Previous studies have suggested that H. parasuis could evoke host inflammatory immune responses [37, 38]. However, the mechanism of inflammatory immune responses induced by a signaling pathway is still illusive. Our results show that PMNP infected with H. parasuis exhibits transcriptional expression of IL-6, IL-8, IL-10, PGE2, COX-2, TNF-α, IL-1β and IL-18. Moreover, baicalin could inhibit the activation of NF-κB and NLRP3 inflammasome signaling pathway triggered by H. parasuis, which was first reported in the anti-inflammatory action during H. parasuis infection.

In this study, we used piglet blood monocytes isolated from the precaval vein as the cell model. To our best knowledge, this was the first example of a piglet primary immune cell being used for a H. parasuis infection study. In general, primary cells are better, more authentic and closely resemble the native environment in studies on the interaction between bacteria and host immune system. Previously established cell lines such as PK cells [10, 39, 40], porcine alveolar macrophages [37, 41], AOC-45 cell lines [42] were used. This newly established bacterial infection model in primary cells provides an excellent system for the study of inflammatory mechanisms during H. parasuis and other bacterial infection.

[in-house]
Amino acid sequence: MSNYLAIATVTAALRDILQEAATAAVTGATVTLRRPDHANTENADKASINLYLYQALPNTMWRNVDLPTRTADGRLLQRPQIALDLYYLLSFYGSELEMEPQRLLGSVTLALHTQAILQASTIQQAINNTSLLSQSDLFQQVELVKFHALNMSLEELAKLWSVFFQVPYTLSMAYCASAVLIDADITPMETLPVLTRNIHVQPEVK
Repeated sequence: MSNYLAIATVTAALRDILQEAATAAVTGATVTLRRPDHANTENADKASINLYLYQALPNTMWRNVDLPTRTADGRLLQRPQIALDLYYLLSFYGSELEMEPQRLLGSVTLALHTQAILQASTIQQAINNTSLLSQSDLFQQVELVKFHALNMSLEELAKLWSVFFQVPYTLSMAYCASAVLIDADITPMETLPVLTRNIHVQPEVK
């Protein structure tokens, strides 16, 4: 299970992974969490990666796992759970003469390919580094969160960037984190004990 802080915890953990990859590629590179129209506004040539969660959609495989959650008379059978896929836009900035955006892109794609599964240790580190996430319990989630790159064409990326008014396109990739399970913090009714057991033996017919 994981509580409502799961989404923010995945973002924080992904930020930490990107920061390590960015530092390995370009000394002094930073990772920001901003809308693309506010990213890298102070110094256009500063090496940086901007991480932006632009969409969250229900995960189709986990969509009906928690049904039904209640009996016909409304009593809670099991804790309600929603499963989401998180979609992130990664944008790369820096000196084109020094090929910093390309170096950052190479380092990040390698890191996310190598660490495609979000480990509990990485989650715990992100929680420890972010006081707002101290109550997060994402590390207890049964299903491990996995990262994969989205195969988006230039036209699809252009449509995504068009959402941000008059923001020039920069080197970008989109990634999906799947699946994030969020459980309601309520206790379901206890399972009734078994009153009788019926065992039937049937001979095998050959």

The activation of TLR4 induced by inflammatory stimuli in macrophages such as LPS evokes the release of ROS, which contributes to the NF-κB signiling pathway activation and produces a fast cytokine storm, including spikes in, IL-1β, IL-6 and TNF-α [43, 44]. Inflammatory cytokines such as TNF-α, IL-1β, IL-6 and IL-10 are thought to be important markers that survey inflammatory disease, and they induce tissue injury due to the uncontrolled and prolonged function of these proteins [45, 46]. It has been documented that IL-8, CCL4 and CCL5 can be regulated by NF-κB which is upregulated significantly by H. parasuis infection in PK-15 cells, and the activation of the NF-κB pathway is through IκB degradation [9]. In addition, inhibition of NF-κB drastically reduces expression of IL-8 and CCL4 by H. parasuis and TLR1, TLR2, TLR4 and TLR6 are required for NF-κB activation in PK-15 cells [10]. Furthermore, porcine Coronin 1A suppresses NF-κB activation by inhibiting the degradation of IκBα and nuclear translocation of p65 in PK-15 cells infected with H. parasuis [39]. Thus, we hypothesized that baicalin suppresses inflammation via the inhibition of the NF-κB signaling pathway and we analyzed the expression of p65, TNF-α, IL-6, IL-8, IL-10, COX-2 and PGE2 and the production of ROS. Our data demonstrate that the production of TNF-α, IL-6, IL-8, IL-10, COX-2, and PGE2 and production of ROS were increased by H. parasuis stimulation. Furthermore, ROS production, the translocation of the NF-κB p65 protein into the nucleus, and the levels of TNF-α, IL-6, IL-8, IL-10, COX-2 and PGE2 mRNA expression were significantly inhibited in peripheral blood monocytes pretreated with baicalin, suggesting that baicalin could suppress inflammatory responses induced by H. parasuis, at least in part, via inhibition of the NF-κB signaling pathway.